Chickenpox is a highly-contagious viral condition caused by the varicella-zoster virus. Chickenpox is considered a mild viral illness associated with occasional complications. Chickenpox is common and highly-contagious, affecting nearly all children prior to reaching adolescence.
Chickenpox is usually a benign condition experience by children, and nearly all children recover without having an adverse event. While most people think it is useless to treat chickenpox using antibiotics, sometimes effective treatment requires use of a particular antiviral therapy. Chickenpox symptoms may include fever, abdominal pain, rash, headache, weakness, loss of appetite, cough, and/or sore throat. Itchy rashes and fevers are the most typical symptoms of pediatric patients with varicella.
Even though vaccination has made chickenpox much less threatening, varicella is not entirely benign, even today. A significant number of varicella cases have been associated with complications including pneumonia and encephalitis. The purpose of antiviral treatment is to reduce virus activity, which manifests as painful, itchy blisters and lesions on the body.
Antiviral treatment is prescribed for severe cases of chickenpox in both adults and adolescents in order to prevent the development of adverse complications. Doctors recommend using Zovirax for the treatment of chickenpox. This medication is so safe and well-studied that it can be prescribed for use in small children.
Adolescents, adults, and pregnant patients are at an increased risk for complications associated with chickenpox. This is why these individuals are often treated using antivirals. Other groups of patients requiring specific treatment are immune-deficient children, those who are at high risk for severe disease, and those who already have one or more severe diseases. For these unique patient cases, doctors recommend additional therapeutic measures, which may include the administration of varicella zoster immune globulin (VZIG) as well as the treatment of secondary bacterial infections.
Following recovery, the chickenpox virus remains within the body and hides in the nerve ganglia. This virus can once again become active under certain conditions. In such cases, the active virus presents itself on the surface of the skin in the form of shingles. Shingles may have a protracted nature since it can take both chronic and acute forms.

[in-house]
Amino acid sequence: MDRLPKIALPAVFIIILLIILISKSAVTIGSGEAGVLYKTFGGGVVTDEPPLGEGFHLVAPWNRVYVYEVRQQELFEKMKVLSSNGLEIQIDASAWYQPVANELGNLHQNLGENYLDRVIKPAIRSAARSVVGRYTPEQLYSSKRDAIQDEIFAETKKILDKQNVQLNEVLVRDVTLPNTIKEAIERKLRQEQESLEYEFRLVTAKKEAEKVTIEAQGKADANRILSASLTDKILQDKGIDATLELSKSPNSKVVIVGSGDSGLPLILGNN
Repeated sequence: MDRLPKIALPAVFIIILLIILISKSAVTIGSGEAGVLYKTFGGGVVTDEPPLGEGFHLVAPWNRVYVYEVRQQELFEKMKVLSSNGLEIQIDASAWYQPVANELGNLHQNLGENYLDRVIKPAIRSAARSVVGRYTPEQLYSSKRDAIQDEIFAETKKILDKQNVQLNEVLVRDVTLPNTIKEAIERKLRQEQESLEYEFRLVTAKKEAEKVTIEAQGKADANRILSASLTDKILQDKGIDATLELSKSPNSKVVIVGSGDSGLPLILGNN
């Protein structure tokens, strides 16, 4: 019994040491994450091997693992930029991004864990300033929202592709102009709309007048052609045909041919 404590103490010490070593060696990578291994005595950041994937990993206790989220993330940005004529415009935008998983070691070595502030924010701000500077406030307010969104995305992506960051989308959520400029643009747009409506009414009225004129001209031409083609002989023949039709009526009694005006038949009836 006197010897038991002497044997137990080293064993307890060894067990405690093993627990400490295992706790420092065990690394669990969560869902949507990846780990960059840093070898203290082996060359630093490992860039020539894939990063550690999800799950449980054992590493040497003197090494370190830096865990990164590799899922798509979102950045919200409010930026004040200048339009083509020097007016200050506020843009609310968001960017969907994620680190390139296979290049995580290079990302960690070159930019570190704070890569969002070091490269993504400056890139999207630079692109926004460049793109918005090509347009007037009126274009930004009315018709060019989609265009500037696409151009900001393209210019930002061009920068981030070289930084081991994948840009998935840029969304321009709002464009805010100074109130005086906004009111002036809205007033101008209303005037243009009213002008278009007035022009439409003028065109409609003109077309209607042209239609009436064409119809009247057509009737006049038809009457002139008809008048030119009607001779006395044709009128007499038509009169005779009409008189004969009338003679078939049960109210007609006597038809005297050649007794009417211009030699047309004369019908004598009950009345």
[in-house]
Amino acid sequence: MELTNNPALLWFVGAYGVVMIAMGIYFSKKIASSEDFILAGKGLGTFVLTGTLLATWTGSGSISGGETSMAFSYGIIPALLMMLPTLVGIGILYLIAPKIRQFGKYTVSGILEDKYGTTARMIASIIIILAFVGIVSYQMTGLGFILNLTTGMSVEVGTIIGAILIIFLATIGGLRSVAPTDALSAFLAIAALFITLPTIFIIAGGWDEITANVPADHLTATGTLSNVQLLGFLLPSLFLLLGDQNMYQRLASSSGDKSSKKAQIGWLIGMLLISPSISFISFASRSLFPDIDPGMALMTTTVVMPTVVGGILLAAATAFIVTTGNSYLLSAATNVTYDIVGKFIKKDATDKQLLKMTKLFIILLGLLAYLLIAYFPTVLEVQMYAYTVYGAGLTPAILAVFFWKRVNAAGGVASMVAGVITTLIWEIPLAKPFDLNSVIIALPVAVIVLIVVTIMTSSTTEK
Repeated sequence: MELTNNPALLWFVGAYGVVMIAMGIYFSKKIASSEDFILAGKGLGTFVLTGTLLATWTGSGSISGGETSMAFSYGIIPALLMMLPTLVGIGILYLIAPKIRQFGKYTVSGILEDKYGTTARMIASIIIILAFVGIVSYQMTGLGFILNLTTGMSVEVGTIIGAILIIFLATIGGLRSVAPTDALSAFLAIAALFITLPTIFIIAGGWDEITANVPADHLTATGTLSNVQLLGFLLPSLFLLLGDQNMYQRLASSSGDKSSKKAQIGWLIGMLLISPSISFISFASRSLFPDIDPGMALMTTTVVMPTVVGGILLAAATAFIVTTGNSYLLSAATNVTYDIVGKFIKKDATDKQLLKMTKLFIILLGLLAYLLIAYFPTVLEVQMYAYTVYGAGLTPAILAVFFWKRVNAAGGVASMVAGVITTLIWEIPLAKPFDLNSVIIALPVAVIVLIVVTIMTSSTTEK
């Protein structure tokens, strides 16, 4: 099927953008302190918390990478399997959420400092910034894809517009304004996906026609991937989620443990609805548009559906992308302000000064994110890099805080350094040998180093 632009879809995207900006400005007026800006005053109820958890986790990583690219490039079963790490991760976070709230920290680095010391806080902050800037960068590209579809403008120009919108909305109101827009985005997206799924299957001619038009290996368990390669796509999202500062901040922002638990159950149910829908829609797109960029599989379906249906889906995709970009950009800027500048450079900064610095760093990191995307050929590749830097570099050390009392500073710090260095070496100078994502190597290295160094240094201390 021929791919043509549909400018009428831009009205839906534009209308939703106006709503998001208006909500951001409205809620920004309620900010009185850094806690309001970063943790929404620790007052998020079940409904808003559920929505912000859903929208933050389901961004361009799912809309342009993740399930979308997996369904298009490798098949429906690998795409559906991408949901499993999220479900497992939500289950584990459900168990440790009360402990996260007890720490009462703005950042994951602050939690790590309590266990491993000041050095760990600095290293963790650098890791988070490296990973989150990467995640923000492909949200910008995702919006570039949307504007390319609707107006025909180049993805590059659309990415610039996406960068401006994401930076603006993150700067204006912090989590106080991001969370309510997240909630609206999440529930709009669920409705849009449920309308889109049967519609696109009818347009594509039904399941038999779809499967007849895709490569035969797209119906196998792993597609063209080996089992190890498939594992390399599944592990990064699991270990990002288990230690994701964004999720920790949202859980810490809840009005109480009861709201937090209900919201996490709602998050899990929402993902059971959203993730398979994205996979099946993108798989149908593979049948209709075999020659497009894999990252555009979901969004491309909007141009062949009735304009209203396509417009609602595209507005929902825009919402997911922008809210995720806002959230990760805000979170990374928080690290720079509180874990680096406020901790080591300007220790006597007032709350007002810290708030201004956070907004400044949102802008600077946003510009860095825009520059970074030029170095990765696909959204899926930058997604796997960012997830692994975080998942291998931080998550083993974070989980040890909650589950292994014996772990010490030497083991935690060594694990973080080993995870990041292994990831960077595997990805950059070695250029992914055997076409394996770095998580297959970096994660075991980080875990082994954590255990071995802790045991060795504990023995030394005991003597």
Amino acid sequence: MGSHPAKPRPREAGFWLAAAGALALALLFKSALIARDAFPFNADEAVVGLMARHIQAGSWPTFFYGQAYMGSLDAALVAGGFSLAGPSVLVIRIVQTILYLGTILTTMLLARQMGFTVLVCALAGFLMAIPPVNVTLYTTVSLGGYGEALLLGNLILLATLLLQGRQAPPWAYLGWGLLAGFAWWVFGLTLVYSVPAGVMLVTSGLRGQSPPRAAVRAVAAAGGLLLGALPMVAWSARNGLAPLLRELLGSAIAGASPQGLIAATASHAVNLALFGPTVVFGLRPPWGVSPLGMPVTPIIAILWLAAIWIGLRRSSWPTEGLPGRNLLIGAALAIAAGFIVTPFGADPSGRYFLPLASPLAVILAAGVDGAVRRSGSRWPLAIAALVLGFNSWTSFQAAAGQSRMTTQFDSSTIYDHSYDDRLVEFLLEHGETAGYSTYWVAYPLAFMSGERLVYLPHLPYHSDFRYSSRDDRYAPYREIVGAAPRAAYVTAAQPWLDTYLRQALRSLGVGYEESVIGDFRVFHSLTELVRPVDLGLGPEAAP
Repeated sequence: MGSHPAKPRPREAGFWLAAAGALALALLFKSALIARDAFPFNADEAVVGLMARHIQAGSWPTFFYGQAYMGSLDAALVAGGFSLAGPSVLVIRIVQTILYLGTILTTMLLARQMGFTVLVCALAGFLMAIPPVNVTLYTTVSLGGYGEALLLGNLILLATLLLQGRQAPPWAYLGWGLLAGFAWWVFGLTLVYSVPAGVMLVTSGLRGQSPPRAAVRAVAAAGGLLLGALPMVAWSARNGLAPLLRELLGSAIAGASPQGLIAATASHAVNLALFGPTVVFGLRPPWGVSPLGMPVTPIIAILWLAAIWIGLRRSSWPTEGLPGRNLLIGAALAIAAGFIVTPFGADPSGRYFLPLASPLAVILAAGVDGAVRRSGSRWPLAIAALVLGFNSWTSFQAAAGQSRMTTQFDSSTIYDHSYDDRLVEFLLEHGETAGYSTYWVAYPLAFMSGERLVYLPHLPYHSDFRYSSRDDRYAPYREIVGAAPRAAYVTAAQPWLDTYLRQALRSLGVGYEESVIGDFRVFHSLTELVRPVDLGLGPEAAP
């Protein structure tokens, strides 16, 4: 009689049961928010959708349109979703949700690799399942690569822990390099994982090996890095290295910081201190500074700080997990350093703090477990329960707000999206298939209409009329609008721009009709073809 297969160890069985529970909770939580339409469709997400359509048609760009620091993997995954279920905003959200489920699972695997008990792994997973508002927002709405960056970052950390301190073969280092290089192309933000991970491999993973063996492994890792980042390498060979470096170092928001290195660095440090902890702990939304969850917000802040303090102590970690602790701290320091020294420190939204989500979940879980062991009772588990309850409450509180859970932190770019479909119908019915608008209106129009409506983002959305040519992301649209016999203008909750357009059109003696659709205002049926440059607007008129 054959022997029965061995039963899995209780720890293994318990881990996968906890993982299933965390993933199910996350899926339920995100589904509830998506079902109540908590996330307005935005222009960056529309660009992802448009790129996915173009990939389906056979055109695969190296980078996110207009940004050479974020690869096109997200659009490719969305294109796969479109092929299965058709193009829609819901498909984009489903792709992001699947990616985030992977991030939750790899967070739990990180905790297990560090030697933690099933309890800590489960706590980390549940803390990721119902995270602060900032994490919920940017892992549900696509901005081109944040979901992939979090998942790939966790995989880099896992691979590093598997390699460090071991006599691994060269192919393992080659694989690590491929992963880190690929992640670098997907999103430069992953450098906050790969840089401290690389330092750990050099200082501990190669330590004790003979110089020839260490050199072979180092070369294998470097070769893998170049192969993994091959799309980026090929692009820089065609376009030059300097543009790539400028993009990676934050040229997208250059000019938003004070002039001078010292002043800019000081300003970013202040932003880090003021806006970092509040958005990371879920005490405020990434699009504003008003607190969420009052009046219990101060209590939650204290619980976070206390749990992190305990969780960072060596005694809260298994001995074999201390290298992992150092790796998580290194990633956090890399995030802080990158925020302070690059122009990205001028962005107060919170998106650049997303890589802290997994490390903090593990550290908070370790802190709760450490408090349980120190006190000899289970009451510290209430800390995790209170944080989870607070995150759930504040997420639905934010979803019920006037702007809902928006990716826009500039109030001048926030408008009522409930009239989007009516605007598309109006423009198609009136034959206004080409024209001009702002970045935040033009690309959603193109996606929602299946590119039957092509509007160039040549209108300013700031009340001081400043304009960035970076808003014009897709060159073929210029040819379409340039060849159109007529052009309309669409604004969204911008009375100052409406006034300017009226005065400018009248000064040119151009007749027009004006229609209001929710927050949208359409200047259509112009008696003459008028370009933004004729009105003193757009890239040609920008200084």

Neurological pain accompanies shingles and negatively affects overall health. The virus leading to shingles can become reactivated when the immune system is compromised and weakened after a course of chemotherapy, radiotherapy, or severe illnesses such as HIV.
Varicella Zoster (i.e., shingles) is more dangerous for adults because there is a high risk of serious complications. For these patients, shingles last longer, temperature is higher, painful rash is more common and causes more discomfort, and blisters take longer to heal.
In most instances, chickenpox is not dangerous for children and generally passes within 7-9 days without any further complications. Therefore, it is not recommended to treat chickenpox in children with any drugs, including Zovirax. However, adults with chickenpox require antiviral treatment.
The main active ingredient in Acyclovir is Zovirax. This drug belongs to the group of acyclic nucleosides. Acyclovir is prescribed for treating chickenpox because it is generally safe, effective, and clinically tested.
Acyclovir demonstrates two advantages:
- Initially, this drug was created to kill the herpes virus. Since the chickenpox virus belongs to the same group as herpes, it can also be treated with Acyclovir.
- Acyclovir works by suppressing the synthesis of viral DNA, thereby blocking its replication. Acyclovir treatment significantly accelerates the time to recovery.
Acyclovir is prescribed for treating severe forms of chickenpox associated with the following symptoms:
- watery painful rash on the body
- general weakness
- high temperature
Zovirax is recommended for children with severe forms of chickenpox demonstrating a high risk for complications. Doctors usually prescribe one or two tablets of Zovirax three to five times per day depending on the patient condition. A course of therapy typically lasts up to 5 days. In all instances, a doctor is expected to determine the right dosage and duration of treatment.
Zovirax is recommended for adults as well as children older than two years of age. For younger children, a doctor should determine the dose on a case-specific basis. Depending on condition severity, the course of therapy can be extended to ten days. In the most severe cases of chickenpox, patients are hospitalized, and acyclovir is administered intravenously.
Prior to taking Zovirax, a doctor should be consulted in order to determine the proper dosage. Zovirax is not recommended for breastfeeding women. However, Zovirax therapy is safe for expectant mothers. Zovirax therapy is contraindicated in patients demonstrating intolerance to its components.